Most of my lightning captures this afternoon were recorded relatively close to my memory, albeit with much more intricate detail than my eyes saw. This cloud-to-cloud strike, the only lightning I captured with this composition, followed a far too circuitous path for my eye/brain to register, but it was etched forever in pixels by my sensor. Better still, the resulting 42 megapixel raw file gives me the luxury of much closer scrutiny than you get with this 800 pixel jpeg. Magnifying the full file to 100 percent, I’m able to infer that what I have here is only a portion of a rather tangled mess of electricity that skipped in and out of clouds, appearing, disappearing, and doubling back on itself like a tangled thread—all in the blink of an eye.

Photo Workshop Schedule


A gallery of frozen moments in nature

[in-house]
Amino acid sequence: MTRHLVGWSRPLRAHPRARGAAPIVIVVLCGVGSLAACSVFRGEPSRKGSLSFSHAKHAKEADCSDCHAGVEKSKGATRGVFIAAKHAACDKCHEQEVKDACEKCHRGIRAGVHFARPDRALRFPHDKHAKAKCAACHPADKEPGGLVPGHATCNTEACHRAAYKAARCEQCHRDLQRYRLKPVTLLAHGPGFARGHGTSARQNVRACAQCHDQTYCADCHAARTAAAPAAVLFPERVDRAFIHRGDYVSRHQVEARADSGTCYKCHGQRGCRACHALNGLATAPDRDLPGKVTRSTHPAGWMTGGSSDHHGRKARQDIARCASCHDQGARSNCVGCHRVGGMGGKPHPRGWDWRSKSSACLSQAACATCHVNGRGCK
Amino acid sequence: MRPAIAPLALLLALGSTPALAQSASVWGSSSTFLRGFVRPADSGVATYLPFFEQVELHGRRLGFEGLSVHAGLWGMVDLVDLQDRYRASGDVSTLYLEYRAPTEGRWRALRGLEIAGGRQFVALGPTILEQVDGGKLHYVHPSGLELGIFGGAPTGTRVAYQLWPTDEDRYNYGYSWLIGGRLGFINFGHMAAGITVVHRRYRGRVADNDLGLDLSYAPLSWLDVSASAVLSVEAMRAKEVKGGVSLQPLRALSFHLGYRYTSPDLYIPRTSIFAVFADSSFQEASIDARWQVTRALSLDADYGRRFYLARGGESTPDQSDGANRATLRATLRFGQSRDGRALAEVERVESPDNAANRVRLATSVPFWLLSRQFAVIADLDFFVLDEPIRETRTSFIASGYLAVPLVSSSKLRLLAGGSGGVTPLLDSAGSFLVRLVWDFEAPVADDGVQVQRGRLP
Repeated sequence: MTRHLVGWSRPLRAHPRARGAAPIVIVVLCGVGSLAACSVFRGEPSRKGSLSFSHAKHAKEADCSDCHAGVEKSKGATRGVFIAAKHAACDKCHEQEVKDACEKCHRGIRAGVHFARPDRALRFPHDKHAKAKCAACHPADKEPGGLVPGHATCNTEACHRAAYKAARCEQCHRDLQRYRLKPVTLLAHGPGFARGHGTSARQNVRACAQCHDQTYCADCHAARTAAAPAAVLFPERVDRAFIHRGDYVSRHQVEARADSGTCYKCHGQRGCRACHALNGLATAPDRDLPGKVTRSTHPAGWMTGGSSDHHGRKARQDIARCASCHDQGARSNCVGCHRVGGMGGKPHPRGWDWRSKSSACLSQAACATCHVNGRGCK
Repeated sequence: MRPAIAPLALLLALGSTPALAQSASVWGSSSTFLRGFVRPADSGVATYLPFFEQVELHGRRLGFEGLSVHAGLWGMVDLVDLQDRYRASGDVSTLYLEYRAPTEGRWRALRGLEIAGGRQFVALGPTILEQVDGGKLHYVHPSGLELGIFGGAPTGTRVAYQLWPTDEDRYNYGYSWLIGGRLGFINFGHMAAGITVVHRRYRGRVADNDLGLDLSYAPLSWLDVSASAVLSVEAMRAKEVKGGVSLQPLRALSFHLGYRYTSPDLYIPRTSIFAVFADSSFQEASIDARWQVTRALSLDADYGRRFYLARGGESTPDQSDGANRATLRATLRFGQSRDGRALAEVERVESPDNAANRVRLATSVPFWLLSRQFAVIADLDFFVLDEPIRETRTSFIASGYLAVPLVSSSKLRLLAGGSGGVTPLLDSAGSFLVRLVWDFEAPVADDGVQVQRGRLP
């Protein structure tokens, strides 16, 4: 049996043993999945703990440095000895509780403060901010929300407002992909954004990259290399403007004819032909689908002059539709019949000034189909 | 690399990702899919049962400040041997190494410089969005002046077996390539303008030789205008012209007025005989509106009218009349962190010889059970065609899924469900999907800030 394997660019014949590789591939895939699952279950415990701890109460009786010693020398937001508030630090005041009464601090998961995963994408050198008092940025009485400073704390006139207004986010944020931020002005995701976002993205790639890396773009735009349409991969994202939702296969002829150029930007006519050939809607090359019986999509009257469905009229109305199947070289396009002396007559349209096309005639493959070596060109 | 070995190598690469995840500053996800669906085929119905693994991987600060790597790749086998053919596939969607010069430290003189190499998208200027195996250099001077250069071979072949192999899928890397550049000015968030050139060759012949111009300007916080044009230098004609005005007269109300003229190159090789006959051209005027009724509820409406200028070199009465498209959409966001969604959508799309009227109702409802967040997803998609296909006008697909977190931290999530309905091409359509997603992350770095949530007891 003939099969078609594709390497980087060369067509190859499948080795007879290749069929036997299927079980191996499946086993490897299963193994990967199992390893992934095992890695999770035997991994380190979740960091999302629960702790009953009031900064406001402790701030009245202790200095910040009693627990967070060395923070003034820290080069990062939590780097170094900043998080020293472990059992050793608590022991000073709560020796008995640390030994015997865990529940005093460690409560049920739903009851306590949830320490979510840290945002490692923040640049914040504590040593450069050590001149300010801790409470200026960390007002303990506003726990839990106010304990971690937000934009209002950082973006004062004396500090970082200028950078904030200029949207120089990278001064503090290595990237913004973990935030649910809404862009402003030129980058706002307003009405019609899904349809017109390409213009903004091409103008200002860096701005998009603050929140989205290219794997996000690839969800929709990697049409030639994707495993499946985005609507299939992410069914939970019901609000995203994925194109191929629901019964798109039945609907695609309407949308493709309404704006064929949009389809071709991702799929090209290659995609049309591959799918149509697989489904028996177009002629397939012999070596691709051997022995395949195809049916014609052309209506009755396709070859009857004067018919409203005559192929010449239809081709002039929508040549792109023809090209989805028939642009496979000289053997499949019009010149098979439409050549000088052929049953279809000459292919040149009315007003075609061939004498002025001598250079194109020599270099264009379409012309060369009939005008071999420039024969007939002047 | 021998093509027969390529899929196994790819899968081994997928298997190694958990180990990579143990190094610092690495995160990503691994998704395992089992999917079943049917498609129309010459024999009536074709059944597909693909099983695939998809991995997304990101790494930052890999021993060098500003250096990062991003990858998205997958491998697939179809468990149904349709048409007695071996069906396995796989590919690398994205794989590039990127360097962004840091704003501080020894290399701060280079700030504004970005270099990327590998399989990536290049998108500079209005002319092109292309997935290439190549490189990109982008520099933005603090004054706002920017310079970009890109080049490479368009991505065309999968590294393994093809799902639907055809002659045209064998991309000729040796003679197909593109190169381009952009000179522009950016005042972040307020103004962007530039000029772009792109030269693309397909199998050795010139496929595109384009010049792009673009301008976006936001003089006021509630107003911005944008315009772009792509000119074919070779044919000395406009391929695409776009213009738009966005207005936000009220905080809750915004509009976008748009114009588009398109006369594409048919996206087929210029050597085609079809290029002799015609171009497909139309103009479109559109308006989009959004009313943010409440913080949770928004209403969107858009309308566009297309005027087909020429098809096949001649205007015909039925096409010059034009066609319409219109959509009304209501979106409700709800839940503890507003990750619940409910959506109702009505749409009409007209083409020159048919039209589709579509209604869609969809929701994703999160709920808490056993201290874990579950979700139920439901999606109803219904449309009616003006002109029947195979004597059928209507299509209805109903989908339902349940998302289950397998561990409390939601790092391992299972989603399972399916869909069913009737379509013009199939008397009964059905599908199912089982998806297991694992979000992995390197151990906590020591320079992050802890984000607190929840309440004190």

Click an image for a closer look and slide show. Refresh the window to reorder the display.

4 Comments on “Concise guide to tripod selection for the serious landscape photographer

  1. Gary,

    since I’ve been following you for longer than a year, but I’ve never commented so far, let me first congratulate you for your portfolio and thank you for the very inspirational posts.

    I definitely second the tripod axiom: I bought my Gitzo 1325 carbon fibre sixteen years ago – at the time it was the most expensive piece of equipment I owned – and it’s still here doing its job. It’s the only piece of equipment that survived, as I first switched from Minolta to Nikon and, very recently, from Nikon to Sony.